Combat-wise, Bayonetta 3 is arguably the best the series has ever been, a pure platinum sparkly statue of the witch herself, if you were to grade it on the game’s combat results scale. One new gimmick in Bayonetta 3 lets you take control of demons on the battlefield. However, doing so makes Bayonetta immobile, so you’ll need to be cognizant of where she’s positioned so your combos aren’t unceremoniously interrupted by an attacking enemy.

Another, Demon Masquerade, allows Bayonetta to fuse with her weapons, take on their form, and unleash a flurry of demonic combos at the cost of magic power. My favorite Demon Masquerades were Dead End Express and Ribbit Libido-BZ55l, which transformed Bayonetta into a demonic train and turned her singing voice into a weapon, respectively.

Demon Masquerade is a much-welcomed addition to Bayonetta’s toolkit, adding a whole new dimension to the game’s combat by letting your domesticated demon start your combos or serve as an exclamation point. The only downside here is how unsatisfying it feels to use these attacks against the uninspired new enemies.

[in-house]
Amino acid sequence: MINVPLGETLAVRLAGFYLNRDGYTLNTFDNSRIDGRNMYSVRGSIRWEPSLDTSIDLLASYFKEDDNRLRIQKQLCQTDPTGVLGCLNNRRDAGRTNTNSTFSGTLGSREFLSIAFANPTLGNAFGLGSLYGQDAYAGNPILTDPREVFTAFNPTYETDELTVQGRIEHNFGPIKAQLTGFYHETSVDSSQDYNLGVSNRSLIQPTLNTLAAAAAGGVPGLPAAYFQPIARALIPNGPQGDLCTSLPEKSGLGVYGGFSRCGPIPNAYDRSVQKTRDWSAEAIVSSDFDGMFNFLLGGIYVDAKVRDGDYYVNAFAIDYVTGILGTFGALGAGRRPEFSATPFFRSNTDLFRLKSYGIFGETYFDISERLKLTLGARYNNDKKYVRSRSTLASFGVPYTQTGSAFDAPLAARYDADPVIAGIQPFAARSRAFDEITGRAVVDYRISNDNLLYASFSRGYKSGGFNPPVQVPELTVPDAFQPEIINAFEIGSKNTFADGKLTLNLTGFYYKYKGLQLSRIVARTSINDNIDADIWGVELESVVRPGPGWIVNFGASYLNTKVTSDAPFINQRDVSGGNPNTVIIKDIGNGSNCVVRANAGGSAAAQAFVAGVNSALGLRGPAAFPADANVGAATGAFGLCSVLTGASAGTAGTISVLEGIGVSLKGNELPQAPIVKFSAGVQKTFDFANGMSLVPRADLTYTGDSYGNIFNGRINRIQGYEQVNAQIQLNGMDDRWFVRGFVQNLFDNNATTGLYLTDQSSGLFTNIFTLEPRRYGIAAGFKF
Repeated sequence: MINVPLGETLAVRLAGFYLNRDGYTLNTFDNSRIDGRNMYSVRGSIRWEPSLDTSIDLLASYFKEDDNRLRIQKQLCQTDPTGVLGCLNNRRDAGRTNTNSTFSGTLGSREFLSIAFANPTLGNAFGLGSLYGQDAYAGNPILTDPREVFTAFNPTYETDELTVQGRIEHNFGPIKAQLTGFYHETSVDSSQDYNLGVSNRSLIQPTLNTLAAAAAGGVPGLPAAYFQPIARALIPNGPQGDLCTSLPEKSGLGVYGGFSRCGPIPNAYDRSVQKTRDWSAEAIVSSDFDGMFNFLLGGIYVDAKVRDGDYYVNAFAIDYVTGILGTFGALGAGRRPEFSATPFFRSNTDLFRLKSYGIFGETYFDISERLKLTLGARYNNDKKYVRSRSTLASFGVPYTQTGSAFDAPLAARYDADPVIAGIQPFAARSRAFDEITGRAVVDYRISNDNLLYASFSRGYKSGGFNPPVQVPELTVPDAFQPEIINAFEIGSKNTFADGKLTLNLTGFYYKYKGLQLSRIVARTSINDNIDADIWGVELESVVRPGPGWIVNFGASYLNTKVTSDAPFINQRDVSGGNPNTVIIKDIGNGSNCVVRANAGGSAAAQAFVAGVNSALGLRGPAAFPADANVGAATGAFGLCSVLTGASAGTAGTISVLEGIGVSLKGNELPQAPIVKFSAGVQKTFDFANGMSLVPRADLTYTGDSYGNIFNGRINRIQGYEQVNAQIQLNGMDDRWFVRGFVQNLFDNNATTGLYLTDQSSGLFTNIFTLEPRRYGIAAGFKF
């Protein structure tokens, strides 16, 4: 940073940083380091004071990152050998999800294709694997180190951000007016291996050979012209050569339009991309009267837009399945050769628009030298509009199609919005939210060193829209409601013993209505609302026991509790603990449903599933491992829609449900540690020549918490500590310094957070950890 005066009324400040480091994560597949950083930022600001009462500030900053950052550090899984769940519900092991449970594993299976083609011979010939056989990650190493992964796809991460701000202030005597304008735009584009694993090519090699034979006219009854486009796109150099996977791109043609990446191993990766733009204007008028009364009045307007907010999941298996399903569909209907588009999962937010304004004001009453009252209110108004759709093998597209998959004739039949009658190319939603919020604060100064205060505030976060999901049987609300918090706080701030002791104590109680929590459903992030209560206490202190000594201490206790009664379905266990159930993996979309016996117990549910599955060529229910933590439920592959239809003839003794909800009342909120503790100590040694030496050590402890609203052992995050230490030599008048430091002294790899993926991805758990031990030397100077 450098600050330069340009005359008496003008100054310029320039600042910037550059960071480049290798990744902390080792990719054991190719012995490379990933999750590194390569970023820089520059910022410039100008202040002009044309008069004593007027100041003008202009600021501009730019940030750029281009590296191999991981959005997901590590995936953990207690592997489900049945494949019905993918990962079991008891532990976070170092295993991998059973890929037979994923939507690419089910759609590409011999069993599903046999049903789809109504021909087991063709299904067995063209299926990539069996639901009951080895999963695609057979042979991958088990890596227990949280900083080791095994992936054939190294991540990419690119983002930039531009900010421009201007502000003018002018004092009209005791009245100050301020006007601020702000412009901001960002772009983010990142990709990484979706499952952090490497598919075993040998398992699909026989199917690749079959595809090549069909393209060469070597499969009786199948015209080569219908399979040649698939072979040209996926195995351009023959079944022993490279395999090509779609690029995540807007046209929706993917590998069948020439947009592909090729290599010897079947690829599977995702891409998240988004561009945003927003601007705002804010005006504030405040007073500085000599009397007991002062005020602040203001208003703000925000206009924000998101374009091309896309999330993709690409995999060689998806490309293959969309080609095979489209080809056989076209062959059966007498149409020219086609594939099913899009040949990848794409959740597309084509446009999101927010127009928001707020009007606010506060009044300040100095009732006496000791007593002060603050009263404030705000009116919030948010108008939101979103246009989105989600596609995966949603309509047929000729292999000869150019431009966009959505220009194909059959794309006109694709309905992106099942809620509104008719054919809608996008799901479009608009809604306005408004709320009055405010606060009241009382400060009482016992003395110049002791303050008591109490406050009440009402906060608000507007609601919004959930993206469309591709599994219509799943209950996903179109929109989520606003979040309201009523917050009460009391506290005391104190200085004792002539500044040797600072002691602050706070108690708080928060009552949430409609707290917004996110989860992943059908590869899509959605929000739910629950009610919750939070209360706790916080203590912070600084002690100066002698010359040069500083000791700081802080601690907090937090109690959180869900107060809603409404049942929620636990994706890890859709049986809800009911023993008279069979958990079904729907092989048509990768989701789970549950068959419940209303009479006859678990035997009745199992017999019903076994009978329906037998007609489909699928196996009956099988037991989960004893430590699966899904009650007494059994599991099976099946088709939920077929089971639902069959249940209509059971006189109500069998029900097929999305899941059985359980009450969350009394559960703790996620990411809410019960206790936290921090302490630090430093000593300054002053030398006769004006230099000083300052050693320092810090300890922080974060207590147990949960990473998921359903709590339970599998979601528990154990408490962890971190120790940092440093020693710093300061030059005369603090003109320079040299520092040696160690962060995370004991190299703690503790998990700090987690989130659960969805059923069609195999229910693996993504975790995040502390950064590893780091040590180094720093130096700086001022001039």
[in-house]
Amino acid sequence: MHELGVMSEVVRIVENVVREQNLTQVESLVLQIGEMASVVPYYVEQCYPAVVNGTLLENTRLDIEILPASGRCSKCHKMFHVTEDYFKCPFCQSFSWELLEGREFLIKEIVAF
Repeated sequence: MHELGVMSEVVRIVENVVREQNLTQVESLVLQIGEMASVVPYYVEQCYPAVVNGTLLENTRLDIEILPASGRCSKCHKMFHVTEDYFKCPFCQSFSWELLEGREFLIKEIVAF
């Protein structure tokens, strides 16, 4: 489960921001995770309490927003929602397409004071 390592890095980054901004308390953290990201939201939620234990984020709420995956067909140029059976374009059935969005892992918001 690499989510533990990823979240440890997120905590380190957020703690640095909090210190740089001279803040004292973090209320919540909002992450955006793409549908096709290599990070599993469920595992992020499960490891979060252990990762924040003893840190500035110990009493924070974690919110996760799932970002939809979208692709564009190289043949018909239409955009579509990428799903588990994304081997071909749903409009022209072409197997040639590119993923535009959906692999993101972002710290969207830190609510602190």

Bayonetta bonks the head of a giant spider demon.

Is that a MF’ing Devil May Cry reference? (It is).
Screenshot: Nintendo / PlatinumGames

Bayonetta 3’s main enemy types are homunculi, artificial constructs created by corrupted humans. Their humanoid forms are a bore to hack through and even less impressive visually because of their bland, neon green Pepsiman designs. The challenge modes give you a break from the lackluster homunculi by bringing back the infernal demons and angels from prior games, but this backfired in that it just made me long to play Bayonetta 3’s predecessors instead. While the new additions to the game’s combat system managed to coax me out of outright hating the 20 hours I spent playing Bayonetta 3, its storytelling left me questioning whether it was worth the five-year wait.